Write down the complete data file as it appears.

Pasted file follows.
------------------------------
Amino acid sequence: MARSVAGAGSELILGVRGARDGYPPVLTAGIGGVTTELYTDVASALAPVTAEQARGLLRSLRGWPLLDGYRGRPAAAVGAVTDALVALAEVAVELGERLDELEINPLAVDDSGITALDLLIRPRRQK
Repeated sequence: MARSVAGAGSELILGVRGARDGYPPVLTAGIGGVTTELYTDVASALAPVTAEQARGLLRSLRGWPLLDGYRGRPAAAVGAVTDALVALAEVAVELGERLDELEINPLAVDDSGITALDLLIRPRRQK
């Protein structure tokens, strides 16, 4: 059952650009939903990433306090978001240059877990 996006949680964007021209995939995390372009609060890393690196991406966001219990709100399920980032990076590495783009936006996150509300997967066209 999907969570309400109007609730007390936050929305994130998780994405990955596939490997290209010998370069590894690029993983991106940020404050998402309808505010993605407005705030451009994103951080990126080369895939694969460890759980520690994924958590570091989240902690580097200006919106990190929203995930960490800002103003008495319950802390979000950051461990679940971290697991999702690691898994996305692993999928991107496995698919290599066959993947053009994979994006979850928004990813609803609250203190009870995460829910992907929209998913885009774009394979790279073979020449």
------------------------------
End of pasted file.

Amino acid sequence: MARSVAGAGSELILGVRGARDGYPPVLTAGIGGVTTELYTDVASALAPVTAEQARGLLRSLRGWPLLDGYRGRPAAAVGAVTDALVALAEVAVELGERLDELEINPLAVDDSGITALDLLIRPRRQK
Repeated sequence: MARSVAGAGSELILGVRGARDGYPPVLTAGIGGVTTELYTDVASALAPVTAEQARGLLRSLRGWPLLDGYRGRPAAAVGAVTDALVALAEVAVELGERLDELEINPLAVDDSGITALDLLIRPRRQK
């Protein structure tokens, strides 16, 4: 059952650009939903990433306090978001240059877990 996006949680964007021209995939995390372009609060890393690196991406966001219990709100399920980032990076590495783009936006996150509300997967066209 999907969570309400109007609730007390936050929305994130998780994405990955596939490997290209010998370069590894690029993983991106940020404050998402309808505010993605407005705030451009994103951080990126080369895939694969460890759980520690994924958590570091989240902690580097200006919106990190929203995930960490800002103003008495319950802390979000950051461990679940971290697991999702690691898994996305692993999928991107496995698919290599066959993947053009994979994006979850928004990813609803609250203190009870995460829910992907929209998913885009774009394979790279073979020449």